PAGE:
Our resident DC Comics expert, Batman Shane, believes Batman Begins is the best made film of Nolan’s vaunted trilogy. I thought this was insane at first given how perfect The Dark Knight truly is (see below). Upon further reflection, however, I get what he’s saying. Nolan went to WORK on this movie, completely overhauling everything we (the movie going public, not necessarily the comic-reading public) knew about the Caped Crusader. In 2017, it’s easy to overlook the importance of Batman Begins and write it off as a sure thing. At the time, however, this was a MASSIVE undertaking and required a brilliant mind like Nolan to revamp the Batman universe and reignite the interest in a character that had become an absolute laughing stock. There’s an understanding here of both Batman and Bruce Wayne that had not been matched previously and has not been matched since.
2. Inception (2010)
I withhold the word “masterpiece” in my film critique as much as possible. It’s the one term I want to make sure I only bust out at the most appropriate times. Inception is a science fiction masterpiece. Every aspect of this movie is perfect, from concept to final scene. The cast is superb across the board and Nolan mixes in just the right amount of B-story to keep the plot from becoming a drag. Most impressively to me is Nolan’s script which gives you all the information you need to stick with the potentially confusing narrative without overloading you with science. In other words, he neglects neither the science nor the fiction in the science fiction equation. In the hands of a lesser filmmaker, Inception becomes too convoluted to follow or overloaded with boring exposition. Nolan keeps the film moving and turns in one of the very best films of the decade.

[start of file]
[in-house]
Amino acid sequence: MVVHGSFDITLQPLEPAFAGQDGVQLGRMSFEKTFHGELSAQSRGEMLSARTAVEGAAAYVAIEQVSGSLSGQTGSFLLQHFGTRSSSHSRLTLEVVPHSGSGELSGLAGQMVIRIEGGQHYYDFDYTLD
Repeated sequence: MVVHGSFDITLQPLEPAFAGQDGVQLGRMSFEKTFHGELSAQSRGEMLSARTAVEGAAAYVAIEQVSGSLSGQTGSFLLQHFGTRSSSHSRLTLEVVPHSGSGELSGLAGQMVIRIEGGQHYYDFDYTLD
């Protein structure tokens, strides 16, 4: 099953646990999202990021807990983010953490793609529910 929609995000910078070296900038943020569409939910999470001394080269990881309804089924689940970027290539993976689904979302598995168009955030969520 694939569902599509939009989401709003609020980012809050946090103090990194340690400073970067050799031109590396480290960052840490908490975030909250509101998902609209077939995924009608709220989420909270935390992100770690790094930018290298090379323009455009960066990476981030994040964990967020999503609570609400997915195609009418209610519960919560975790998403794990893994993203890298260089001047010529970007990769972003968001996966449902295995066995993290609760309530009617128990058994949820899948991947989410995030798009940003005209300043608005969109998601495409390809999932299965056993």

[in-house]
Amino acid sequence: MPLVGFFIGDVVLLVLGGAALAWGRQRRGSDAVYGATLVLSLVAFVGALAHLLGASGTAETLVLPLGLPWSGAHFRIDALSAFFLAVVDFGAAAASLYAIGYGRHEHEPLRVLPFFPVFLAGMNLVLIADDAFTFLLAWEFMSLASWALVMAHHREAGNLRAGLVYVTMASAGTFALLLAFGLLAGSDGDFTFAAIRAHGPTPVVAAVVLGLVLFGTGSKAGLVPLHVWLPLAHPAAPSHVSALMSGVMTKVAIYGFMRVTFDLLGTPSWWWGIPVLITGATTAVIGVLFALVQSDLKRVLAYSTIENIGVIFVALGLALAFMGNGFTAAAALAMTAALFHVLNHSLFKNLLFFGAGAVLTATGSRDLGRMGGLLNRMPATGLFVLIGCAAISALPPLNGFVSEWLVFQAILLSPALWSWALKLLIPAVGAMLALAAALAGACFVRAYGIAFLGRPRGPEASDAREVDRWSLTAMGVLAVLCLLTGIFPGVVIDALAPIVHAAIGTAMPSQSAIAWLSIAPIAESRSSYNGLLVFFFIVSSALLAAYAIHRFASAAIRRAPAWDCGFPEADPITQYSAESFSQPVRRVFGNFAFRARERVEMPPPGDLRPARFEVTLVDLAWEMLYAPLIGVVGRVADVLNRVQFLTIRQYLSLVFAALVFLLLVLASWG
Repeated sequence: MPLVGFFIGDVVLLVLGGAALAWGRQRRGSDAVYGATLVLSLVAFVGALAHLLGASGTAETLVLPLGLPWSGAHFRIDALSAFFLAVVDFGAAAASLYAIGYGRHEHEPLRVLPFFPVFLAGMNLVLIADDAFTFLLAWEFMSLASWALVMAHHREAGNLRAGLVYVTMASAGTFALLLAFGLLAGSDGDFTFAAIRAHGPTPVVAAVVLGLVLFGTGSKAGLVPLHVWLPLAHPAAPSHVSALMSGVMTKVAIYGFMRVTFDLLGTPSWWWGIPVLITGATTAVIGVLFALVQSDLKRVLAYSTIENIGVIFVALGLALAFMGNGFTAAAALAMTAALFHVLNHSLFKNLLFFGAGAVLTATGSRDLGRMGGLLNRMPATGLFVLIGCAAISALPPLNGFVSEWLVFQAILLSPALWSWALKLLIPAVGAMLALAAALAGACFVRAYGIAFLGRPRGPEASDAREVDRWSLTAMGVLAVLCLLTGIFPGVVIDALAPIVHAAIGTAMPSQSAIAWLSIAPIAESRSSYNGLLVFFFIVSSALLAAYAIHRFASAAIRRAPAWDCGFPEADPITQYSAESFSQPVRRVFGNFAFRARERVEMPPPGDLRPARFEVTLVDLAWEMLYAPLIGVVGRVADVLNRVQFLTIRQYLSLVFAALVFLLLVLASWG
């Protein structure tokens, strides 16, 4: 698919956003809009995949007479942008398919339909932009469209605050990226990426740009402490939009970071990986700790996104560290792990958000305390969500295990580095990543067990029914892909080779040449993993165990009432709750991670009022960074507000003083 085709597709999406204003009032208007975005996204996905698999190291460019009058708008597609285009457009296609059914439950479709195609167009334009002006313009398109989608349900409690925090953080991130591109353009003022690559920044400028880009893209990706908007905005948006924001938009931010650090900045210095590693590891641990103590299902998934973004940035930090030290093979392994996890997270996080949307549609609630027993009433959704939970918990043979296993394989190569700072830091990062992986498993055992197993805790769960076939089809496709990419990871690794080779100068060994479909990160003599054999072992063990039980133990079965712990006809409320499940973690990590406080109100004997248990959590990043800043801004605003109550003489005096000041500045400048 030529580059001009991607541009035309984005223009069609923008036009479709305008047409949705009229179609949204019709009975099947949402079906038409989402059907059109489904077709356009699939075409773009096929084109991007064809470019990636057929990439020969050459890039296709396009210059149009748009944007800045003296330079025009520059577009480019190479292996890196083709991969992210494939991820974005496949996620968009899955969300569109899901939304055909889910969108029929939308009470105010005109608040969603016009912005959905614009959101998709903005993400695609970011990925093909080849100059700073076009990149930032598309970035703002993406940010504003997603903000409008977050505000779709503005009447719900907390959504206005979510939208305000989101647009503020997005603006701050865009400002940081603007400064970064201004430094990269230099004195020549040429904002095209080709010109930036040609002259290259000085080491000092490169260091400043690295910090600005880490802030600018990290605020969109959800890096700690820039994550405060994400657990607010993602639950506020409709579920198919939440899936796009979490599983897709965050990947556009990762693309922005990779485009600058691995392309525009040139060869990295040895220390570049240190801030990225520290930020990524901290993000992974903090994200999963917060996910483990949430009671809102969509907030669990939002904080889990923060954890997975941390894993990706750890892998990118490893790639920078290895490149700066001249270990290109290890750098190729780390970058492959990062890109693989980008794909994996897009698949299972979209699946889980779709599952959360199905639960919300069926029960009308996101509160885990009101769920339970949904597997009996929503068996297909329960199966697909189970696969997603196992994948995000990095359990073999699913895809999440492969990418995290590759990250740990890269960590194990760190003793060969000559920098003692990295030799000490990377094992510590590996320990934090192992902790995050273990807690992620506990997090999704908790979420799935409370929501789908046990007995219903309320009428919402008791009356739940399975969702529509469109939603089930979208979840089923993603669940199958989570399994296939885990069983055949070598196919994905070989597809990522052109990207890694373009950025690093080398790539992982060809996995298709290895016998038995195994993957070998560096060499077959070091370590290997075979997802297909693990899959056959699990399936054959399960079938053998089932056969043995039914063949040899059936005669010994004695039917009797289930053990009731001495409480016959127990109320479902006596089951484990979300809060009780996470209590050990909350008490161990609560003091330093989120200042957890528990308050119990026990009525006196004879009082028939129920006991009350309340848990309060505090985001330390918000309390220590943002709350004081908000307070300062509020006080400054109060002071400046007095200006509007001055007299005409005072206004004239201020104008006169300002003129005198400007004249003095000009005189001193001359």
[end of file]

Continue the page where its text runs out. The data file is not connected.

1. The Dark Knight (2008)
I guess the only way to top a masterpiece is to create a masterpiece with greater cultural significance. You could argue (and I might agree with you) that the degree of difficulty on The Dark Knight is lesser than that of Inception, Batman Begins, or even Interstellar. But it matters not when you put together a movie that transcends genre and reaches the apex of the cultural zeitgeist like The Dark Knight does while still managing to fly past every reasonable expectation for a comic book movie. It is THE film of the decade, in my opinion; a great, GREAT movie that virtually every human with a pulse and a theater within 50 miles saw. I’ve seen The Dark Knight a couple dozen times at this point and after each viewing I come away appreciating something different. One time it’s Heath Ledger’s performance, the next it’s the sound mix, the next the attention to detail on the Tumbler. The Dark Knight is, for me, unquestionably the greatest comic book movie of all-time and is, by all standards, perfect.
We continue to beta test Mad About Sports as Richard and Brian reconvene after the NBA Draft to discuss the best and worst picks, the fits for the respective picks, and just what in the world the Chicago Bulls are doing.